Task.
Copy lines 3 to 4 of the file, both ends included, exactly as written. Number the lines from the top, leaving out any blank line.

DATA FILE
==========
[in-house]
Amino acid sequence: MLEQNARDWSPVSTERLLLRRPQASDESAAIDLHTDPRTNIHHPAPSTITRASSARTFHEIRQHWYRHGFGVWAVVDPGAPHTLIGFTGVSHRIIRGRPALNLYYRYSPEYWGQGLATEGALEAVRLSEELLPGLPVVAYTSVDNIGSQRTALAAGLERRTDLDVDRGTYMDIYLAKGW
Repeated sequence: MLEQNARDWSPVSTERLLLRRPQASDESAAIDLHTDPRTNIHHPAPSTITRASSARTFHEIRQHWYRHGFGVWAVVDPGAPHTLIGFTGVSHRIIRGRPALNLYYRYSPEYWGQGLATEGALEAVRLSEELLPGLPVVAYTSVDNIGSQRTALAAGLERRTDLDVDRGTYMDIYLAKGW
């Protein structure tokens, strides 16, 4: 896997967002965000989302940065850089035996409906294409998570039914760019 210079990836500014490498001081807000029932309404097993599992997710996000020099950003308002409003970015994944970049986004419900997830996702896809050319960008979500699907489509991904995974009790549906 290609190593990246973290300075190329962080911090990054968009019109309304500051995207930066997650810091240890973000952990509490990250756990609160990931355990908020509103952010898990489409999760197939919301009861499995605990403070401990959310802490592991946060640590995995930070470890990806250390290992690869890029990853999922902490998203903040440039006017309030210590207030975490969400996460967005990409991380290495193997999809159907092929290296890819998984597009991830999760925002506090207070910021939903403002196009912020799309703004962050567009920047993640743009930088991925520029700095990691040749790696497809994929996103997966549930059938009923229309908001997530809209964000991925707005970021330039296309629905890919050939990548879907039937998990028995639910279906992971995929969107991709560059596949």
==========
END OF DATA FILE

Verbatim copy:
Repeated sequence: MLEQNARDWSPVSTERLLLRRPQASDESAAIDLHTDPRTNIHHPAPSTITRASSARTFHEIRQHWYRHGFGVWAVVDPGAPHTLIGFTGVSHRIIRGRPALNLYYRYSPEYWGQGLATEGALEAVRLSEELLPGLPVVAYTSVDNIGSQRTALAAGLERRTDLDVDRGTYMDIYLAKGW
């Protein structure tokens, strides 16, 4: 896997967002965000989302940065850089035996409906294409998570039914760019 210079990836500014490498001081807000029932309404097993599992997710996000020099950003308002409003970015994944970049986004419900997830996702896809050319960008979500699907489509991904995974009790549906 290609190593990246973290300075190329962080911090990054968009019109309304500051995207930066997650810091240890973000952990509490990250756990609160990931355990908020509103952010898990489409999760197939919301009861499995605990403070401990959310802490592991946060640590995995930070470890990806250390290992690869890029990853999922902490998203903040440039006017309030210590207030975490969400996460967005990409991380290495193997999809159907092929290296890819998984597009991830999760925002506090207070910021939903403002196009912020799309703004962050567009920047993640743009930088991925520029700095990691040749790696497809994929996103997966549930059938009923229309908001997530809209964000991925707005970021330039296309629905890919050939990548879907039937998990028995639910279906992971995929969107991709560059596949």